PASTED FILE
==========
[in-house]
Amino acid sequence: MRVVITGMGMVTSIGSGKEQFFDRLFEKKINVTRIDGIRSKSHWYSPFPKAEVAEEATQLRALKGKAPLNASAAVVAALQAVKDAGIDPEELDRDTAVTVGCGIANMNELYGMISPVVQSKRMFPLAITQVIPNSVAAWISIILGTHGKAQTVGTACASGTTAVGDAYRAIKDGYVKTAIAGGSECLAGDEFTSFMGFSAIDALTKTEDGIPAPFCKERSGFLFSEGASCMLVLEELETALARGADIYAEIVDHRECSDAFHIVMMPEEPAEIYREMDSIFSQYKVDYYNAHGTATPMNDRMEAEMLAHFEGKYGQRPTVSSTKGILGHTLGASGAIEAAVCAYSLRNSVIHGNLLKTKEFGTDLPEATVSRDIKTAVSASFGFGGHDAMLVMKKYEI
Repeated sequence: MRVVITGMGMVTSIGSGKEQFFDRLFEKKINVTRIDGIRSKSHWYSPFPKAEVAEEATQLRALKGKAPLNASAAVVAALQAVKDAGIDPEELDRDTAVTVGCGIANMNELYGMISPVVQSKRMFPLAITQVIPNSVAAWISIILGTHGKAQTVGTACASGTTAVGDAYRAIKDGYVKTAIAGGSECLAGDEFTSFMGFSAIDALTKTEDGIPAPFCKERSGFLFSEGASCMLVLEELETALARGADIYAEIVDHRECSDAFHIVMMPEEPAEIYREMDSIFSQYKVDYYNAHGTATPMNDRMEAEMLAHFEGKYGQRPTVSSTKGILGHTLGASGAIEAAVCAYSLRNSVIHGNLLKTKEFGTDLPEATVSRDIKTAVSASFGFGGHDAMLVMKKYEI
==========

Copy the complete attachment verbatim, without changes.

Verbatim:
[in-house]
Amino acid sequence: MRVVITGMGMVTSIGSGKEQFFDRLFEKKINVTRIDGIRSKSHWYSPFPKAEVAEEATQLRALKGKAPLNASAAVVAALQAVKDAGIDPEELDRDTAVTVGCGIANMNELYGMISPVVQSKRMFPLAITQVIPNSVAAWISIILGTHGKAQTVGTACASGTTAVGDAYRAIKDGYVKTAIAGGSECLAGDEFTSFMGFSAIDALTKTEDGIPAPFCKERSGFLFSEGASCMLVLEELETALARGADIYAEIVDHRECSDAFHIVMMPEEPAEIYREMDSIFSQYKVDYYNAHGTATPMNDRMEAEMLAHFEGKYGQRPTVSSTKGILGHTLGASGAIEAAVCAYSLRNSVIHGNLLKTKEFGTDLPEATVSRDIKTAVSASFGFGGHDAMLVMKKYEI
Repeated sequence: MRVVITGMGMVTSIGSGKEQFFDRLFEKKINVTRIDGIRSKSHWYSPFPKAEVAEEATQLRALKGKAPLNASAAVVAALQAVKDAGIDPEELDRDTAVTVGCGIANMNELYGMISPVVQSKRMFPLAITQVIPNSVAAWISIILGTHGKAQTVGTACASGTTAVGDAYRAIKDGYVKTAIAGGSECLAGDEFTSFMGFSAIDALTKTEDGIPAPFCKERSGFLFSEGASCMLVLEELETALARGADIYAEIVDHRECSDAFHIVMMPEEPAEIYREMDSIFSQYKVDYYNAHGTATPMNDRMEAEMLAHFEGKYGQRPTVSSTKGILGHTLGASGAIEAAVCAYSLRNSVIHGNLLKTKEFGTDLPEATVSRDIKTAVSASFGFGGHDAMLVMKKYEI